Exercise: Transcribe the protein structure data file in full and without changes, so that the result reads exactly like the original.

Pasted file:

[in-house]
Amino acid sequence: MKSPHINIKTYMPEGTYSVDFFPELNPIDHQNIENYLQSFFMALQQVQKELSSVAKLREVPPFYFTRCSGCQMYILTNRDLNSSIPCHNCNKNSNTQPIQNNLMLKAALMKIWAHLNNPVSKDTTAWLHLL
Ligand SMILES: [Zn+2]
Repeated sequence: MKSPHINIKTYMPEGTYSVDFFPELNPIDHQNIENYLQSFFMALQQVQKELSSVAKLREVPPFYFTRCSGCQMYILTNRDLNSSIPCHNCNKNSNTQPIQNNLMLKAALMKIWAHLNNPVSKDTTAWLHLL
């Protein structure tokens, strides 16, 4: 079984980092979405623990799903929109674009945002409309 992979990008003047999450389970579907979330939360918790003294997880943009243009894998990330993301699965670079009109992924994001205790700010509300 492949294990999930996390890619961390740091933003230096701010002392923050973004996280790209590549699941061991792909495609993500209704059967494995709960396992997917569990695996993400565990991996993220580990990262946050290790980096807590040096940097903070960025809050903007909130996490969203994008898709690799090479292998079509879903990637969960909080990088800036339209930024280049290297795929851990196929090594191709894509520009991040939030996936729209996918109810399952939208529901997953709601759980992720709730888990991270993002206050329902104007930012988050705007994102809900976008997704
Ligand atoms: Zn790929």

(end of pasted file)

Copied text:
[in-house]
Amino acid sequence: MKSPHINIKTYMPEGTYSVDFFPELNPIDHQNIENYLQSFFMALQQVQKELSSVAKLREVPPFYFTRCSGCQMYILTNRDLNSSIPCHNCNKNSNTQPIQNNLMLKAALMKIWAHLNNPVSKDTTAWLHLL
Ligand SMILES: [Zn+2]
Repeated sequence: MKSPHINIKTYMPEGTYSVDFFPELNPIDHQNIENYLQSFFMALQQVQKELSSVAKLREVPPFYFTRCSGCQMYILTNRDLNSSIPCHNCNKNSNTQPIQNNLMLKAALMKIWAHLNNPVSKDTTAWLHLL
């Protein structure tokens, strides 16, 4: 079984980092979405623990799903929109674009945002409309 992979990008003047999450389970579907979330939360918790003294997880943009243009894998990330993301699965670079009109992924994001205790700010509300 492949294990999930996390890619961390740091933003230096701010002392923050973004996280790209590549699941061991792909495609993500209704059967494995709960396992997917569990695996993400565990991996993220580990990262946050290790980096807590040096940097903070960025809050903007909130996490969203994008898709690799090479292998079509879903990637969960909080990088800036339209930024280049290297795929851990196929090594191709894509520009991040939030996936729209996918109810399952939208529901997953709601759980992720709730888990991270993002206050329902104007930012988050705007994102809900976008997704
Ligand atoms: Zn790929």